My deep interest in the comparisons between sociability in 18th century England and social media in 21st century America (and the world, but I live in America) led me to structure my course on 18th century British literature around sociability, scandal, and satire. For the sociability unit, we are discussing coffeehouse culture, reading selections from The Tatler, The Spectator, The Female Spectator, and The Invisible Spy, and discussing public spheres and the formation of public opinion. Today we talked about Nancy Fraser’s essay “Rethinking the Public Sphere,” and applied it to coffeehouse culture and to the culture of social media.
The class is a wonderful mix of students. Four are traditional undergraduates (three are English majors, one is a communications major), and one is a retired education professor who loves sitting in on classes. We meet in a small seminar room that smells slightly of coffee. Everyone is rather comfortable with each other.
I knew today’s reading would be a bit daunting — the course is a 300-level so not all the students have had Literary Criticism yet. Fraser’s essay also requires at least a basic understanding of Habermas’ concept of an ideal public sphere as well as Althusser’s RSA/ISA/subjecthood philosophies and Foucault’s formulations of power structures. To help with all that, I created a PowerPoint that broke down the concepts a bit and contextualized some of those theories. (PowerPoint is here.)
We moved through the PowerPoint slides. They took notes for a bit, then we began applying the concepts and that’s when the discussion really began to get going. We talked about social media and slactivism. Our retired professor is a child of the 60s so she gave us insight into that decade of physical activism. We decided using social media to organize a physical protest or demonstration is the ideal action (i.e. Moral Monday protests and the overnight organizing against the Sharia Law/Motorcycle Vagina bills in North Carolina), but for most people, activism ends with a twibbon. We wondered if a proliferation of individual voices drowns out the message, and talked about how a coalition of public spheres needs to form so that individuals can see themselves as deliberative bodies. They decided class is the biggest stratified layer of public spheres now, and class issues exclude some voices.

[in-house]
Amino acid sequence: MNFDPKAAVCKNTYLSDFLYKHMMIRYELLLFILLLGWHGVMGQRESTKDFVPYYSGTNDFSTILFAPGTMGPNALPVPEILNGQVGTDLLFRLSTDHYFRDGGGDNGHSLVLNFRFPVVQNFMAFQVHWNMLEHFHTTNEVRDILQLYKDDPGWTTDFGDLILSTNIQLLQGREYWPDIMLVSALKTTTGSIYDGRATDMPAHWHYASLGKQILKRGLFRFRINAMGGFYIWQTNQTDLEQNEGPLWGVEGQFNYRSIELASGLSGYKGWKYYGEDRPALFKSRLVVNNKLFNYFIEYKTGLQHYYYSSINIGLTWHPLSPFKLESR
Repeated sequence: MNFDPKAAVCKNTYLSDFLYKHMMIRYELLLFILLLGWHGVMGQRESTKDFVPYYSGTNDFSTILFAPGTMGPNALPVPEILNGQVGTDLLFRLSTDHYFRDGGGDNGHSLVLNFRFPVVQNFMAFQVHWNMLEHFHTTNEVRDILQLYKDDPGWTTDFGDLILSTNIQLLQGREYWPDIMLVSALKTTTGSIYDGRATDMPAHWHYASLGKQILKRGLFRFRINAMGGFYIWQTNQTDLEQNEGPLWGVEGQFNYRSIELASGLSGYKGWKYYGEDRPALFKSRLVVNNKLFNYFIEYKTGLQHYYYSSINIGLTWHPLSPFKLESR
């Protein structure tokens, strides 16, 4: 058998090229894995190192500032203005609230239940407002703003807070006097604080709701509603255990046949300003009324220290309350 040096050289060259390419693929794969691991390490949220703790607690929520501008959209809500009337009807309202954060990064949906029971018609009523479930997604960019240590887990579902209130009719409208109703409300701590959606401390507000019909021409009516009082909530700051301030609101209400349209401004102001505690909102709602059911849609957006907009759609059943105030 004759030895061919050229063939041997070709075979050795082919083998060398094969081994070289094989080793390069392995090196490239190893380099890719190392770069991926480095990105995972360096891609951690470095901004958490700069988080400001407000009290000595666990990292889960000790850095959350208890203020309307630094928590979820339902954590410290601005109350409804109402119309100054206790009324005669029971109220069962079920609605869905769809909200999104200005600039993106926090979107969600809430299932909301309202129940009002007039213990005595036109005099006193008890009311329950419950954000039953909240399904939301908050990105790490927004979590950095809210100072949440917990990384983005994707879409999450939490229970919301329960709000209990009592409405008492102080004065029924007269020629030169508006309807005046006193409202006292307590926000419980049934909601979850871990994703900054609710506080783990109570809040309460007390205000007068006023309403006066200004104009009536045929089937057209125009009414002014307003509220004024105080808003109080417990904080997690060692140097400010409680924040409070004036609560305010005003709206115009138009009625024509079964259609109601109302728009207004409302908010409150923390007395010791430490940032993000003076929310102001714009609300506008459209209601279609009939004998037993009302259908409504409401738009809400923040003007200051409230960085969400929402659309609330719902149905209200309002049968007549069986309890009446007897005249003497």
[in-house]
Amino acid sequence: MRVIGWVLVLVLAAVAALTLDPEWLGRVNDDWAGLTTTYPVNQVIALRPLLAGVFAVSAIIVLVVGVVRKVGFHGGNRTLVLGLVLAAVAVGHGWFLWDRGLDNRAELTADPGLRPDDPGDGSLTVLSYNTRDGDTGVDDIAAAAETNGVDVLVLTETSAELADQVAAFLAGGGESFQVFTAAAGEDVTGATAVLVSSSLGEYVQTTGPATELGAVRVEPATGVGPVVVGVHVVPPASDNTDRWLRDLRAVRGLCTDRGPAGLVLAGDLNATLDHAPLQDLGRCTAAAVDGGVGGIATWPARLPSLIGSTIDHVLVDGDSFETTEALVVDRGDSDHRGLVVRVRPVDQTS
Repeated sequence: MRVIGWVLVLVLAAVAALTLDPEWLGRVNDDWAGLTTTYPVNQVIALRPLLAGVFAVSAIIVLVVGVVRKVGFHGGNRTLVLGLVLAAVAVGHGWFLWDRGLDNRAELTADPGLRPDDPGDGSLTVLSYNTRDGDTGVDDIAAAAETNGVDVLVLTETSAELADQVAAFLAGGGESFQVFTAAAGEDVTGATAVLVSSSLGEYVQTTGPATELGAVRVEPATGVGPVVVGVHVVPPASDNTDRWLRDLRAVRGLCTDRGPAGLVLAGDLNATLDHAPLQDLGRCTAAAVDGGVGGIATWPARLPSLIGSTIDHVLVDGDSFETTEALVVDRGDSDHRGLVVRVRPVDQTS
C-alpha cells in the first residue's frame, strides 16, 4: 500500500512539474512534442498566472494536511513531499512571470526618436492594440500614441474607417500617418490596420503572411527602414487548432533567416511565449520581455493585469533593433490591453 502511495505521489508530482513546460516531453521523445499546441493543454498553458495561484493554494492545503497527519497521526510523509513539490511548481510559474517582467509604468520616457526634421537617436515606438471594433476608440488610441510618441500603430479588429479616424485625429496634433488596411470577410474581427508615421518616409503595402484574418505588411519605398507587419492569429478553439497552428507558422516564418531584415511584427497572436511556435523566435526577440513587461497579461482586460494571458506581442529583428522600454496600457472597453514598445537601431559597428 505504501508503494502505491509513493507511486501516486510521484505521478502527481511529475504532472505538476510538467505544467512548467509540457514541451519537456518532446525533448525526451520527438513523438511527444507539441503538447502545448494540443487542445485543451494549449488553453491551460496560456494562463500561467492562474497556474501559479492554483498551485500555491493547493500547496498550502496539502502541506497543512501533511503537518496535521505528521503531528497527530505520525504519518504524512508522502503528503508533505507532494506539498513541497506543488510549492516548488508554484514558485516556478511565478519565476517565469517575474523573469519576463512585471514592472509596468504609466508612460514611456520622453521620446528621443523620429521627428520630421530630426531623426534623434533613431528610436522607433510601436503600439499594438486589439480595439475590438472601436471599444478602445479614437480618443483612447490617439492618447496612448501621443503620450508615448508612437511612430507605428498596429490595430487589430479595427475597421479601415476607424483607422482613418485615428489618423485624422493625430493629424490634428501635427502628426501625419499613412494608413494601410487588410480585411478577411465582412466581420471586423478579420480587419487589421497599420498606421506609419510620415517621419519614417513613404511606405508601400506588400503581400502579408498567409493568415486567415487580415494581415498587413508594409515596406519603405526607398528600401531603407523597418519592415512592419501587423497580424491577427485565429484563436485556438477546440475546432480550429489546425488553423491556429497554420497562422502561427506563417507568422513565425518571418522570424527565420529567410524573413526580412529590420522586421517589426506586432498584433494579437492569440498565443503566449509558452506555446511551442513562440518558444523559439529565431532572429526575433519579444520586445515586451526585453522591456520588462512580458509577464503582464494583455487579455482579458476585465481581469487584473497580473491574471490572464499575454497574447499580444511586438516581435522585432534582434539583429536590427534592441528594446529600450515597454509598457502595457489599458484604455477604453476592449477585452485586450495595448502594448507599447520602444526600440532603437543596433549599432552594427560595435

I’ve used Fraser’s essay in my own work in the past, but only as it applies to literature. Today we applied these ideas to a networked culture that Fraser most likely couldn’t have imagined in 1990 when she wrote the essay. It was so exciting to see theory as a foundation for their thoughts on their own voices, on their participation within a democratic society. I also saw the essay in a new way as I’ve gotten older and have become more active in social justice and feminist policy issues. Good theoretical and critical writing enables people to peek behind the curtain of society, to see the inner workings, and, hopefully, to fix what is broken.